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Integrated Vegetation Management

Integrated Vegetation Management (IVM) is the practice of promoting desirable, stable, low-growing plant communities that will resist invasion by tall growing tree species using appropriate, environmentally sound, and cost-effective control method.

Resulting benefits include reduced costs and enhanced habitat for wildlife and pollinators. IVM implementation is typically a modification of existing, typical practices. Therefore, the transition from an existing vegetation management regime to a program that incorporates IVM can be straightforward.

Our team has successfully developed, implemented, and managed IVM programs on 13,000+ miles of utility corridors and hundreds of acres of company-owned properties. We understand the complexities of vegetation management, including economics, scheduling, invasive species management, and related environmental compliance obligations.

IVM Objectives

Reduced Costs

Typical vegetation management is completed strictly by mechanical means on a cycle dependent on regulatory requirements. IVM reduces the effort by implementing a routine herbicide and mowing regime that is based on system planning and mapping. Case studies have identified an annual vegetation management budget decrease of 30-50% that is sustainable into the future.

Long-Term Control and Maintenance

After IVM is established, rights-of-way and other lands have more stable, low-growing, and less intrusive plant communities. These plant communities can compete against and resist invasion of incompatible vegetation making IVM an effective long-term vegetation management tool.

Regulatory Compliance

Utilities generally manage their rights-of-way depending on regulatory requirements, including maintenance of visual and physical access to their facilities. Strictly mechanical methods of removing woody vegetation leads to increased shrub and tree growth. IVM successfully suppresses unwanted vegetation over the long-term leading to more effective aerial and ground facility surveys, emergency service restoration, and planning.

Environmental Benefit

IVM creates, enhances, and maintains habitat for wildlife, including for the monarch butterfly and other pollinators, while simultaneously promoting natural erosion control and water quality improvements. Agencies, the public, and other stakeholders view these environmental benefits favorably.

Client-Specific Services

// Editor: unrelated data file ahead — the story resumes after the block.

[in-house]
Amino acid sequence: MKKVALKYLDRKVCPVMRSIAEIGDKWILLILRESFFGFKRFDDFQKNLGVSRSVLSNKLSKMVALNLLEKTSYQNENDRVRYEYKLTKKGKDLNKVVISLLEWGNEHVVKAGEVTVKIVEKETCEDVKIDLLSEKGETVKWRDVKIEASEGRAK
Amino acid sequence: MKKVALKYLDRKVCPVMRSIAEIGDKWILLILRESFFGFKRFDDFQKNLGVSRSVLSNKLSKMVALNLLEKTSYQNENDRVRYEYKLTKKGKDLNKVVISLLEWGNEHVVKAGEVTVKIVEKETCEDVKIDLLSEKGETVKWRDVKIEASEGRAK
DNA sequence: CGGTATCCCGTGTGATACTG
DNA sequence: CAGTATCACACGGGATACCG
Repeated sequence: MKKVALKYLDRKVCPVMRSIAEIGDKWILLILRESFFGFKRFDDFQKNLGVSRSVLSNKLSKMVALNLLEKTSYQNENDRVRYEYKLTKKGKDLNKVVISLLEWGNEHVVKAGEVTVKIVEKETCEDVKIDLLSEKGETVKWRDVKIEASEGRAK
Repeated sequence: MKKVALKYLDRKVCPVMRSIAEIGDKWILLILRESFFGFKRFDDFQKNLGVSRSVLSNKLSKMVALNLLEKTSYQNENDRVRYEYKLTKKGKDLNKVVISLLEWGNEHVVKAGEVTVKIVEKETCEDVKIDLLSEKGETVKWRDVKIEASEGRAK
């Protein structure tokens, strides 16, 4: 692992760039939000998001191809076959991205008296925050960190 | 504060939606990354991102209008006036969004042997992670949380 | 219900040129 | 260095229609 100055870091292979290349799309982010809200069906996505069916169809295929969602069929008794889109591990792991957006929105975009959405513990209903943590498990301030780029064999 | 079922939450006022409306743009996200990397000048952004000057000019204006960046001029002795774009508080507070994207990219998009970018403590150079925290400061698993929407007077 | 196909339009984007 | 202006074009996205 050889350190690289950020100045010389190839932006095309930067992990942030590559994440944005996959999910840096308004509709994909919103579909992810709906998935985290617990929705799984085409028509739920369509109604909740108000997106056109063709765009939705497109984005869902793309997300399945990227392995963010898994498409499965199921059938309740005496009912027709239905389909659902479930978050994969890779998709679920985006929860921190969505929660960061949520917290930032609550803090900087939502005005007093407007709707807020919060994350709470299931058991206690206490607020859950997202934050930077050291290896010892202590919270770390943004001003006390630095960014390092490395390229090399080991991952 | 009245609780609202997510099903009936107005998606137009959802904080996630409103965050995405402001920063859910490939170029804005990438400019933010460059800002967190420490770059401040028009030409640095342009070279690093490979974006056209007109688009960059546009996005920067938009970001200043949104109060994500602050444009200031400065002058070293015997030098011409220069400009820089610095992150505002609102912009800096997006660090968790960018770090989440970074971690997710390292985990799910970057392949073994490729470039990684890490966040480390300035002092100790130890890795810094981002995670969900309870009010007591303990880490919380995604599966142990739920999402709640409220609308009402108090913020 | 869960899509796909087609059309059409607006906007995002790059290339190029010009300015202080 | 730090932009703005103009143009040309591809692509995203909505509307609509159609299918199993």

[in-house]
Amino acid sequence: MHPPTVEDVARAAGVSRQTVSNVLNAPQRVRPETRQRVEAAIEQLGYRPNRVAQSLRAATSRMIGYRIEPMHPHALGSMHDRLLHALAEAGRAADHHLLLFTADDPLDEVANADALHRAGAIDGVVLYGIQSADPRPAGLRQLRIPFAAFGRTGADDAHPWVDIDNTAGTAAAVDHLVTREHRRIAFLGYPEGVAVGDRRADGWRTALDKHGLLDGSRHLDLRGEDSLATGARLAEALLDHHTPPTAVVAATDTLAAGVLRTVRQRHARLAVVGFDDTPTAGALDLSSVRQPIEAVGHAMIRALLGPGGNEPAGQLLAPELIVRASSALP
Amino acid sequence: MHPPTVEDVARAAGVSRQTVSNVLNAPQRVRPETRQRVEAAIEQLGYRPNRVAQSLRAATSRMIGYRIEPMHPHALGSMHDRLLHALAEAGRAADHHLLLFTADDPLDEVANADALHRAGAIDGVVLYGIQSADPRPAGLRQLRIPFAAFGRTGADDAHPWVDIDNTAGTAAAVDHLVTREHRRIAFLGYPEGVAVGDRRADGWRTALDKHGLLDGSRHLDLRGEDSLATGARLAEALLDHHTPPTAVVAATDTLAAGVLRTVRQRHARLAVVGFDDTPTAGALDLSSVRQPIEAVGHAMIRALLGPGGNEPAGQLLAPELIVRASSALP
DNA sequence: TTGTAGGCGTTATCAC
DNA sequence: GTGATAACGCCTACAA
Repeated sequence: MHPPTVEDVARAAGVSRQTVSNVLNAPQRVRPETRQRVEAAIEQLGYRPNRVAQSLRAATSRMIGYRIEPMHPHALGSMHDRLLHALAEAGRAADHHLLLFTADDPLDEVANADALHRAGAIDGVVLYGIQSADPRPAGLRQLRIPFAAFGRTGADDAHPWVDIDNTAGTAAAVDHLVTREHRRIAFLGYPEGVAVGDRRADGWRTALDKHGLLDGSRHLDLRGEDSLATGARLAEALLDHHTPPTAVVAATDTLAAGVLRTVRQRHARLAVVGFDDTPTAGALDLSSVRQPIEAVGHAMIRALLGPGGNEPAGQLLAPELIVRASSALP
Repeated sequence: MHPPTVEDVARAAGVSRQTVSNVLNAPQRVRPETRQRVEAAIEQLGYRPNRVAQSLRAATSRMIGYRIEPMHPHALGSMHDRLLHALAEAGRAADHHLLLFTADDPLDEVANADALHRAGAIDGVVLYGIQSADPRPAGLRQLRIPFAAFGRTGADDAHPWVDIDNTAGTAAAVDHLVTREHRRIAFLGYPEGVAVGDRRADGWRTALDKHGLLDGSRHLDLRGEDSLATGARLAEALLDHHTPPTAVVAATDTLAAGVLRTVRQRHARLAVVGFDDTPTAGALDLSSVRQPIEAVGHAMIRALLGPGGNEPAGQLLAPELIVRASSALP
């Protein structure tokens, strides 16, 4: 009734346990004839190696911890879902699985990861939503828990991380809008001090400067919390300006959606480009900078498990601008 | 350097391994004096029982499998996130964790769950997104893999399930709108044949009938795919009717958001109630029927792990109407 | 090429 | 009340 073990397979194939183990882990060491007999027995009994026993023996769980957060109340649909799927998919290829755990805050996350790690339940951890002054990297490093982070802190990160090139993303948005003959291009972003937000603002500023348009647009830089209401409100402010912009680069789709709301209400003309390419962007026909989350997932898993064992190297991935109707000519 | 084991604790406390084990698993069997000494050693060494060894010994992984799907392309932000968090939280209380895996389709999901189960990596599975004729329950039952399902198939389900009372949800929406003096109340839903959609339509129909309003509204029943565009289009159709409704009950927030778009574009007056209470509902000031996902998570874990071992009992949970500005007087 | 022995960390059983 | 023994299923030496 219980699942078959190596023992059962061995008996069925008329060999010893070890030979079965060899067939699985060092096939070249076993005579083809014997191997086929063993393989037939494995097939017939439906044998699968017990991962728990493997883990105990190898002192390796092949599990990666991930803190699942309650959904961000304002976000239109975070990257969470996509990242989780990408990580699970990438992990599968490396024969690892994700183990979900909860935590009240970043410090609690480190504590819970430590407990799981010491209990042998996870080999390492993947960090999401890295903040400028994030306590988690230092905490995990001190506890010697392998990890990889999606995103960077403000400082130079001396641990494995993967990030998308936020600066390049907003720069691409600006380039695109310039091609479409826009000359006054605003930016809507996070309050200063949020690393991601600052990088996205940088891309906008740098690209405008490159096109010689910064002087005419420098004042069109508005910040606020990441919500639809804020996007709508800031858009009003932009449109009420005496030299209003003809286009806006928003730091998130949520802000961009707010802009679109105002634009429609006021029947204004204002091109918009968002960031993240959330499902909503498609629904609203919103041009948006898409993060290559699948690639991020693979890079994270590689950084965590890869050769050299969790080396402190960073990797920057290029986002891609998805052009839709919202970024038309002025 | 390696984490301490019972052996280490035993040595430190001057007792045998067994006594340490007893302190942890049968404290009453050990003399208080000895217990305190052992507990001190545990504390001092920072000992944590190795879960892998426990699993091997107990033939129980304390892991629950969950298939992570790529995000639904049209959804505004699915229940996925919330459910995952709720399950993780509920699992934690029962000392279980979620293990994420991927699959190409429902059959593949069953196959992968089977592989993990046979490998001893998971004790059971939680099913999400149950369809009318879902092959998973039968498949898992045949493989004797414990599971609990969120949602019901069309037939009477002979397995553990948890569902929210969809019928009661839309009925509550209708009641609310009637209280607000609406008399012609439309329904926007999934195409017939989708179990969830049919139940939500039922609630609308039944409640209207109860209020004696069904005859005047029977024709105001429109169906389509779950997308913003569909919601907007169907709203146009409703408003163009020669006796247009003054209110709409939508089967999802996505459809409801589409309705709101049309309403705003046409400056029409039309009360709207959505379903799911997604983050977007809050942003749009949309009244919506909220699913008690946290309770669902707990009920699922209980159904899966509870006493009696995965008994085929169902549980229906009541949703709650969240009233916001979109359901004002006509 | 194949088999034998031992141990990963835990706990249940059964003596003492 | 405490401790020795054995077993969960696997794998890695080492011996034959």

Merjent customizes IVM programs for each client’s needs and expectations by identifying client-specific objectives for vegetation management, discussing how IVM can accomplish these objectives, and the ultimately developing and implementing IVM strategies. Merjent provides the following spectrum of IVM services from planning to public outreach and stakeholder engagement:

  • Planning
  • Program Development
  • System Mapping
  • Priority Area Identification
  • Scheduling
  • Regulatory Compliance
  • Training and On-Call Support
  • Evaluation and Assessment
  • Reporting
  • Public Outreach and Stakeholder Engagement

Monarch Candidate Conservation Agreement with Assurances

Clients with energy and transportation projects who implement IVM may benefit additionally from participation in the Monarch Candidate Conservation Agreement with Assurances (Monarch CCAA). IVM practices are complementary to conservation measures within the Monarch CCAA. CCAA partners receive incidental take authorization for the monarch butterfly on enrolled lands, if the monarch is federally listed.

CCAA partners create, enhance, and maintain habitat for monarchs, while conducting general operations, vegetation management, and rights-of-way maintenance activities. During the application process, CCAA partners identify lands they would like to enroll. Partners must implement a subset of select conservation measures to create and maintain a proportion of their enrolled lands as monarch habitat. Each year, partners track conservation measures, conduct effectiveness monitoring, and provide a report to the CCAA coordinator.

Merjent assists energy and transportation clients with Monarch CCAA participation in the following ways:

  • Liaising with the CCAA program coordinator;
  • Preparing the application package;
  • Proposing a plan for conservation measure implementation;
  • Tracking conservation measures implemented annually;
  • Monitoring suitable habitat through annual on-the- ground survey efforts in select locations; and
  • Preparing and submitting annual reports to the CCAA program coordinator.

Clients interested in the CCAA need to apply before the species is protected to secure take authorization


Leslie TeWinkel, PhD
Integrated Vegetation Management Services